Illustration 10.1: Coordinates for Circular Motion

Animation 1 Animation 2 Animation 3 Animation 4

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How would you describe the motion of the object shown (position is given in meters and time is given in seconds)? Restart. The object is moving in a circle about x = 0 m and y = 0 m, but the object's x and y coordinates vary with time. They vary in a special way such that x and y are always between -1 m and 1 m. To see this, look at Animation 2 and watch the x and y values change in the table. This is called the component form. We can also describe the motion in terms of the vector form. In this case, the radius vector, r, always has a magnitude of 1 m. but it changes direction. Look at Animation 3. We describe the direction of this vector in terms of the angle it makes with the positive x axis. Therefore the angle—when measured in degrees—varies from 0 to 360. It is often convenient to give the angle in a unit different than degrees. We call this unit a radian. The radian unit is defined as 2π radians = 360°. Notice that both units are defined in terms of one full revolution. To see the angle given in radians look at Animation 4.

So why use radians? Well, it turns out that there is a really nice relationship between angle in radians (θ), the radius (r), and the arc of the circle (s). This geometric relationship states that: θ = s/r. Why is this useful? It allows us to treat circular motion like one-dimensional motion. The arc is the linear distance traveled, which is s = vt when the motion is uniform. This means that θ = (v/r) t, since s = rθ. We call v/r by the name omega, ω, and it is the angular velocity. Therefore, θ = ωt, for motion with a constant angular velocity. When there is a constant angular acceleration, we call it by the name alpha, α, and it is related to the tangential acceleration by at/r. So when we are using radians we can use our one-dimensional kinematics formulas with x → θ, v → ω, and a → α.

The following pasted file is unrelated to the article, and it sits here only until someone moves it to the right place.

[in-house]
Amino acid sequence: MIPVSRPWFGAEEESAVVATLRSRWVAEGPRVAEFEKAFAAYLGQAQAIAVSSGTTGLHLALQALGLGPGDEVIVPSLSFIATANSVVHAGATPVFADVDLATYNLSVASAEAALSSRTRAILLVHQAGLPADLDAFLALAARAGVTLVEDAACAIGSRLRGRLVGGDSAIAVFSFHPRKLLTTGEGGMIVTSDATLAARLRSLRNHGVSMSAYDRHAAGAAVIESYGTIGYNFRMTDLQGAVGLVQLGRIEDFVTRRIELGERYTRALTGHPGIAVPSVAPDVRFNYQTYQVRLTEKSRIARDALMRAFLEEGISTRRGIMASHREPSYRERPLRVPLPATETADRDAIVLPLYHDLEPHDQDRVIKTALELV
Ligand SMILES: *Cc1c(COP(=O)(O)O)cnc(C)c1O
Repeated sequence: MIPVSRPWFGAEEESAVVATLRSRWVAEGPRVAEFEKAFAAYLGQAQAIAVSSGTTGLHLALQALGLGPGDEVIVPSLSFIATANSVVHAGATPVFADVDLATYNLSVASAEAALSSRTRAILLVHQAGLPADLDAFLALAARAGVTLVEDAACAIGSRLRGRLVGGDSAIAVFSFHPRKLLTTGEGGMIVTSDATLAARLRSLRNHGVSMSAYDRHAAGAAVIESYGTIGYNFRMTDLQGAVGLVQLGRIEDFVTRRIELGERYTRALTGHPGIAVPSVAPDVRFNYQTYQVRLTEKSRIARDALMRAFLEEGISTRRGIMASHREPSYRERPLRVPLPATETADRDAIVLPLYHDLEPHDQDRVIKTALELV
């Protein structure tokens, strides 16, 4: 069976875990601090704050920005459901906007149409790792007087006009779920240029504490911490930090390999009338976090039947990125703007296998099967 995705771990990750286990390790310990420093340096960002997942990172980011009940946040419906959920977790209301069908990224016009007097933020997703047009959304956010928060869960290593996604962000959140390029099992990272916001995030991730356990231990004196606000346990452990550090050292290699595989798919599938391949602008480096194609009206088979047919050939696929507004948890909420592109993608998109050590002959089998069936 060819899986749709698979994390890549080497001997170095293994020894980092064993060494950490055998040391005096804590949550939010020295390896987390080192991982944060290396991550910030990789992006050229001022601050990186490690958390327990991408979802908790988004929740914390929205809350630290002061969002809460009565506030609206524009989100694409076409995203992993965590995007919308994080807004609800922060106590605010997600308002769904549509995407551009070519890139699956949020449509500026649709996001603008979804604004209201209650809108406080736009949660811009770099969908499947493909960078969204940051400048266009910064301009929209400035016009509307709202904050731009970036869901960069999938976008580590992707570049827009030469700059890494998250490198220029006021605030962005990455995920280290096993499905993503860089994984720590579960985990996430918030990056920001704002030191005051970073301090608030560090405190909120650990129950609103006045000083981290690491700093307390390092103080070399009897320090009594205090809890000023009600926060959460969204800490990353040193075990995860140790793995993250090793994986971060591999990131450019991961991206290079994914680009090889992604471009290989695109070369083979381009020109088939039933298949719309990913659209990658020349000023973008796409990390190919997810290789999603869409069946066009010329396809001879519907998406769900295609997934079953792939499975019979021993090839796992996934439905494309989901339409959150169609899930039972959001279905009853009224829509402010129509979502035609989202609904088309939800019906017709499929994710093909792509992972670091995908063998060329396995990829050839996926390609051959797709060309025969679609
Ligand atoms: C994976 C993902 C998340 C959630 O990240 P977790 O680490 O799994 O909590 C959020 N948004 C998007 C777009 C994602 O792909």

Illustration authored by Mario Belloni and Wolfgang Christian.
HTML updated for JavaScript by Ricky Davidson.
Physlets were developed at Davidson College and converted from Java to JavaScript using the SwingJS system developed at St. Olaf College.